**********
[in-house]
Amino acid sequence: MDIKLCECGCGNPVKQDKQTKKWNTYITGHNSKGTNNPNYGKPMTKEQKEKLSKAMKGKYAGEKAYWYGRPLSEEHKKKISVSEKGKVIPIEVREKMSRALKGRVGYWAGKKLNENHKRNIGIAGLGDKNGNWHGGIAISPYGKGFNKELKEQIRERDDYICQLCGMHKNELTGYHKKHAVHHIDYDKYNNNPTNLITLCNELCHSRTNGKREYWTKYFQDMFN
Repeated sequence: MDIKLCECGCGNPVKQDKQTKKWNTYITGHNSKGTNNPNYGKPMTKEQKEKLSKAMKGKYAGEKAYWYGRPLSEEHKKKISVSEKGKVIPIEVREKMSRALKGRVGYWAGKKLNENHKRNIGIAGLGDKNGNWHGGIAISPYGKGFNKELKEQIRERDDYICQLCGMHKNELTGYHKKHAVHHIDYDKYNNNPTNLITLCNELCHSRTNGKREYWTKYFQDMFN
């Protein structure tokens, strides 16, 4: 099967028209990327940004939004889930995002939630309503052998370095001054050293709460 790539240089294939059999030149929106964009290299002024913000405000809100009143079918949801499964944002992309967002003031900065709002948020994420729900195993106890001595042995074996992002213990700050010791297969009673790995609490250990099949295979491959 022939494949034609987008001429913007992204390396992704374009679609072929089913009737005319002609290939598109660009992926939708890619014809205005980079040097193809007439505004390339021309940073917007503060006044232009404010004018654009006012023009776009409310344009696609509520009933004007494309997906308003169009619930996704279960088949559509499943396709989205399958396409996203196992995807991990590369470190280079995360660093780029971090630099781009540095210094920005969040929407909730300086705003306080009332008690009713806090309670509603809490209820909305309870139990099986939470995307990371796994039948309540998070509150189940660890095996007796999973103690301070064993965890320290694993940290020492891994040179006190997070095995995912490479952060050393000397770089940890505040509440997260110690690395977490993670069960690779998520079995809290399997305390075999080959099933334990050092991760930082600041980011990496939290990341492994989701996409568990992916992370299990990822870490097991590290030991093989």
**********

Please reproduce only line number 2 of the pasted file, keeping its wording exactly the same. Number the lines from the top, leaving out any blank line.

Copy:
Amino acid sequence: MDIKLCECGCGNPVKQDKQTKKWNTYITGHNSKGTNNPNYGKPMTKEQKEKLSKAMKGKYAGEKAYWYGRPLSEEHKKKISVSEKGKVIPIEVREKMSRALKGRVGYWAGKKLNENHKRNIGIAGLGDKNGNWHGGIAISPYGKGFNKELKEQIRERDDYICQLCGMHKNELTGYHKKHAVHHIDYDKYNNNPTNLITLCNELCHSRTNGKREYWTKYFQDMFN